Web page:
APPNA's President Joins Saba Trust in Helping Flood Victims
APPNA, Saba Trust join hands to provide relief to the flood victims. Dr Zeelaf Munir is seen with the flood victims in the picture on the left and Mr Saghir Aslam is seen in the
picture on the right
Dr. Zeelaf Munir, President of APPNA, visited the outskirts of Nowshera, specifically villages near Risalpur, Charsadda, and provided clothes for men, women and children. All clothes were packaged like gifts to be presented to the flood victims with dignity and respect. Even though her trip was short, she managed to present many of the affected people with APPNA ‘T-shirts’ and APPNA ‘hats’ herself.
With the help of Saba Trust, Dr. Zeelaf served cooked meals to hundreds of flood victims. While serving food grateful smiles could be seen on everyone’s face, particularly the children. The children were especially thrilled to receive APPNA T-shirts, hats and other gifts. It was gratifying to see a little joy on their faces when they received cooked food and gifts; that was indeed very rewarding. A few of the really needy people, who had nothing left at all, received some cash so that they could buy their basic necessities.
Dr. Zeelaf Munir before leaving told Saghir Aslam, Chairman of Saba Trust, that her trip was a very painful experience but at the same time a very very heart warming visit too. “I have never witnessed anything like this in my life.” “It was so painful to see that all their possessions were destroyed including their homes. In some places where the homes were still standing, we saw the water marks on the top of walls, marking the height reached by the water.”
The team heard very painful stories of what the people had gone through in the last few days: they were under the skies, no roof over their heads; water everywhere, no home… Their crops were destroyed, some of their animals, goats, buffalos were swept away because the water came so quick and so strongly that they could save their lives only, one survivor said. There was so much water everywhere, it looked like an ocean.
They badly needed shelters, any kind of shelters, so arrangements were made to provide them tents. Dr. Zeelaf told Mr Saghir Aslam, Chairman of Saba Trust, “We APPNA are lucky and proud to be partners with Saba Trust under your guidance. Having spent over 52 years in America you are familiar with both, the ways of the East and the West. I really appreciate your commitment, dedication and leadership. I am truly impressed with one particular factor which is that you, Mr. Aslam, go to the field yourself to serve the people and make needed decisions on the spot according to the need of the flood affected people.”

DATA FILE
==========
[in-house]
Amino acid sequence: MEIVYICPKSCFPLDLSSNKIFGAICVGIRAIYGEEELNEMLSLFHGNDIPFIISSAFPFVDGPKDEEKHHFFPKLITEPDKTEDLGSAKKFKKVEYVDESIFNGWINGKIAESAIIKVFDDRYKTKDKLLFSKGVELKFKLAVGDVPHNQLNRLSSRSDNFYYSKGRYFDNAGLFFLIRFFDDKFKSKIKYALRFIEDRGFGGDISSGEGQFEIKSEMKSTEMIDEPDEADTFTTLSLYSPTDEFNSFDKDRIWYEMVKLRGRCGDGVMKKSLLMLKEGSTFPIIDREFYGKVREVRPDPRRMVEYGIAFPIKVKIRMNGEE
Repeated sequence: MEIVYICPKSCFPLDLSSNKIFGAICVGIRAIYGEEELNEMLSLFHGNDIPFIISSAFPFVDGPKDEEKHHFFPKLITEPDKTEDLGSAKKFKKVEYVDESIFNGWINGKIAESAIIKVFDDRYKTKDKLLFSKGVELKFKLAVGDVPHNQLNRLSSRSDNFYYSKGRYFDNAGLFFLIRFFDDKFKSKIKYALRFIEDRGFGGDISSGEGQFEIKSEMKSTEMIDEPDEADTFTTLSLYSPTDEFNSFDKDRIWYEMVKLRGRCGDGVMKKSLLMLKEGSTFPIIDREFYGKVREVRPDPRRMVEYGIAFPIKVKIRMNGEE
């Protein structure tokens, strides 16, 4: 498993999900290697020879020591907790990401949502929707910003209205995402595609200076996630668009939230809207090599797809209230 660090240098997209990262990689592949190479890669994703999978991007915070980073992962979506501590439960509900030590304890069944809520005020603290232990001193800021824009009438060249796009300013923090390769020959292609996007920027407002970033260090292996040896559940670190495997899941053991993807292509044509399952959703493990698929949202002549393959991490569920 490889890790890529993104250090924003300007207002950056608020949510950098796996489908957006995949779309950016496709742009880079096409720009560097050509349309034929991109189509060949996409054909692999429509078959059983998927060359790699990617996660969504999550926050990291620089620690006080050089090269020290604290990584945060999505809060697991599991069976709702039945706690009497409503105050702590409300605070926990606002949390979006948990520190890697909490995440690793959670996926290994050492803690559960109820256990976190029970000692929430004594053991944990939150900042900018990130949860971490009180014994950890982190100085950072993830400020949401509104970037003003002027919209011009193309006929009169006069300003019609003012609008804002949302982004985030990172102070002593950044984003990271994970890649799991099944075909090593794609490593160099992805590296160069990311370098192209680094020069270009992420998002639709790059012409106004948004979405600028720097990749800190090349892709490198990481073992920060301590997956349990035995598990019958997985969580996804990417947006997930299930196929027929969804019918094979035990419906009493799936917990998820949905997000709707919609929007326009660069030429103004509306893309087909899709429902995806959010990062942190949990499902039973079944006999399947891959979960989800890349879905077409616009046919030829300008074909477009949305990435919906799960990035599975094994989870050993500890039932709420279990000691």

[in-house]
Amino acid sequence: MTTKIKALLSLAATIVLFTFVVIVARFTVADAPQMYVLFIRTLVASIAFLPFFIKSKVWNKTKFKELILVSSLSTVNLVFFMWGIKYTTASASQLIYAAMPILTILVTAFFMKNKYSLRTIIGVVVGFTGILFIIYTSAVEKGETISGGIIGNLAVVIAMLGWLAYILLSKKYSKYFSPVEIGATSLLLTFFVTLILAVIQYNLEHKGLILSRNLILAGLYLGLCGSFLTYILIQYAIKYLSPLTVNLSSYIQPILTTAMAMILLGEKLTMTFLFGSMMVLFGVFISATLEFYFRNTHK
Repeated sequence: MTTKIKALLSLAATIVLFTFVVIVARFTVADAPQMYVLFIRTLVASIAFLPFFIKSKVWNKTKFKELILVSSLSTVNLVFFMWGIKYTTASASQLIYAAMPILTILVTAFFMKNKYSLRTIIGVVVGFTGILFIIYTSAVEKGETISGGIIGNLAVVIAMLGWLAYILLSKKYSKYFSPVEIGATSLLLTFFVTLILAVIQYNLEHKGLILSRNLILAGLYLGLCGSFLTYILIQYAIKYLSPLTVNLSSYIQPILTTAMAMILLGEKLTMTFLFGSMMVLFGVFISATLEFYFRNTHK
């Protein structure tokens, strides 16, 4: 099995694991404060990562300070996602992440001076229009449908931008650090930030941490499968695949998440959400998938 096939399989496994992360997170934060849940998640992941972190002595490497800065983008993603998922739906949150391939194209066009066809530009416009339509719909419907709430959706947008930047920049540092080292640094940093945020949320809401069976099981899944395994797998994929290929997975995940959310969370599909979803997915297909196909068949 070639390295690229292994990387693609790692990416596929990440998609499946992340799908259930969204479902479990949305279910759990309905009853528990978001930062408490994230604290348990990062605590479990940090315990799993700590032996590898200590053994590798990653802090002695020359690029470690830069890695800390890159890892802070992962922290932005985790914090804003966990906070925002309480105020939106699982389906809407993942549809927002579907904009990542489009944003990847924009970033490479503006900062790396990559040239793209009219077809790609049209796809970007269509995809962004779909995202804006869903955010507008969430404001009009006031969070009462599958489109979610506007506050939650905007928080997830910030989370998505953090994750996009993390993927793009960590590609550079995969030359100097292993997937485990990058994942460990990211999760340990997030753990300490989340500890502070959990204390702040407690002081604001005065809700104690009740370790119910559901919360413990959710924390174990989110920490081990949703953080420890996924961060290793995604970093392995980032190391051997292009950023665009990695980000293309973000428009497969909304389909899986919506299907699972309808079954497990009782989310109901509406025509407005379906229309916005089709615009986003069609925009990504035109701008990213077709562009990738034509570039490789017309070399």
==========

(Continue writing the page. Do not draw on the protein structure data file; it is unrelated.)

Three days after the departure of APPNA President, Chairman Saba Trust Saghir Aslam, after fasting whole day with Mr Ishaq, Saba Trust local representative of Mardan rural area, paid a visit to an area that was practically totally ruined by flood waters. Mr. Aslam believes that the best way to serve and distribute relief items to the affected people is to let the local people guide us. “We are lucky to have him (Ishaq) with us. We got off the motorway and headed towards Mardan to meet some other local people to accompany us, because this was a huge shipment of over 8500 gifts packets. So we wanted to have enough reliable people to not only guide us, but help us in distributing the gift packs, tents and cash. We were really fortunate that Mr. Ishaq had called other elders in from the village to meet us and help us unload and organize before distribution. The entire program of distribution was very well planned and managed by the local elders with the coordination of Mr. Ishaq’s friends.”
It took almost nine hours to distribute all the things but as we distributed we saw lot of happy faces, lot of smiles.
Chairman Saghir Aslam met a man who was staying in one room which was ruined by the flood waters but the walls and roof were ok; a person standing next to him said, “This person who is staying in that one little ruined room with wife and five kids owned a huge bungalow. I believe that he told me that his house stood over 15 canals which means 15 good size city homes, therefore a ‘luxury’ home. Now they are surviving on a day-to-day basis in this one little desolate room."
It was a great experience for which we thank Allah ST that He gave us this opportunity to serve the flood victims and distribute the gift packages to them along with tents and cash.
As we drove back we saw innumrtable houses that had been reduced to nothing but rubble. Our eyes could not believe how intense the damage was, not only to houses but also to crops, means of livelihood and livestock. The situation is horrific; there is so much destruction which is quickly compounding by the hour and by the day and the ever greater scale of human suffering becomes more and more apparent.
Pakistan has suffered a triple blow: an unprecedented natural and humanitarian crisis at the highest level. According to estimates collected and compiled by different NGOs and UN agencies, 900,000 homes have been damaged or destroyed, over four million have been become homeless,7.5 million of 15-20 million flood survivors have been seriously affected. Those are the ones who have basically lost everything; they don't have food, water, they don't have clothes, they don't have shelter.
Daniel Toole, UNICEF's regional director for South Asia, aptly describes the critical situation by saying "I've been working emergencies for more than 15 years, I have never seen an emergency this large: the scope, the scale, the number of people displaced.” Toole saw people appealing for help from rooftops in some flooded areas, while others were perched on river banks, having fled rising waters with some of their belongings.
The hot weather is turning huge expanses of water into a breeding ground for malaria, while there is a rapid increase in diarrhea among children in the country, where cholera is endemic, he underlined.